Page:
The weather can still be cold and hikers may encounter frozen snowpack at higher elevations, especially during the early part of the month. Accommodations, restaurants, and lifts may also be closed until the middle of June depending on the region. If you are able to hike the Alps during June, the hotels we book our trips with may still be closed.

Recommended Tours: The Dolomites or the Engadine during the early part of the month; everything in the Alps afterward.



Everything is open and the wildflowers should be in full bloom, depending on the previous winter’s snowpack. Days and nights are typically warmer and many of the high alpine passes should be free of snow. (Glaciated regions excepted)


The trails start getting busy. Accommodations in Italy can be difficult to find for independent travelers after the middle of the month. Rain clouds loom on the horizon.

Recommended Tours: Everything in Europe. Large, independent groups should try to avoid Italy after the middle of the month, or consider multiple nights stays in each village.



August 1, the Swiss National Day. This is a great time to see a bit of Swiss culture and potentially hike the Alps if you don’t mind other travellers. The weather can be very warm and pleasant.

The history of Swiss National Day begins in the Middle Ages. Struggling against cruel and an unreasonable government, the original subdivisions of Uri, Schwyz, and Unterwalden unified. They met on the shores of Lake Lucerne. It was here they made a promise to aid each other against those who would oppress them.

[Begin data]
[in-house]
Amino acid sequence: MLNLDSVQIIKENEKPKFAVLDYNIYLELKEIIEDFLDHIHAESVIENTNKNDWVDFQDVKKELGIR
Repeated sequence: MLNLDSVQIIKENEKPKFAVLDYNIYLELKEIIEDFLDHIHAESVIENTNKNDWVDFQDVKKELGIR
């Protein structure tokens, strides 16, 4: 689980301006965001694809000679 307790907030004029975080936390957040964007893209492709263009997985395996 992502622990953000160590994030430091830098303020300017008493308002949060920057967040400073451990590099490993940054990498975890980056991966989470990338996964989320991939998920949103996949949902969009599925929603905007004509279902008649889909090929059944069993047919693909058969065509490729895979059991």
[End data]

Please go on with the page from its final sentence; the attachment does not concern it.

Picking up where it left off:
Theis pact became known as the Rütli Oath. On August 1, 1291, representatives documented the oath in a Federal Charter and swore allegiance to the other subdivisions. Eventually, the Swiss declared August 1 a national holiday in celebration and remembrance of their independence. The present name Switzerland actually comes from the word Schwyz This is the name of one of the three original cantons that unified.

In present day, the Swiss cities, towns, and villages celebrate independence with yodeling, paper lantern parades, bonfires, fireworks, hanging strings of Swiss flags and more. At the historic location of Rütli Meadow above Lake Lucerne, a special celebration takes place in the historic location where the legendary pledge of alliance, the Rütlischwur is believed to have taken place.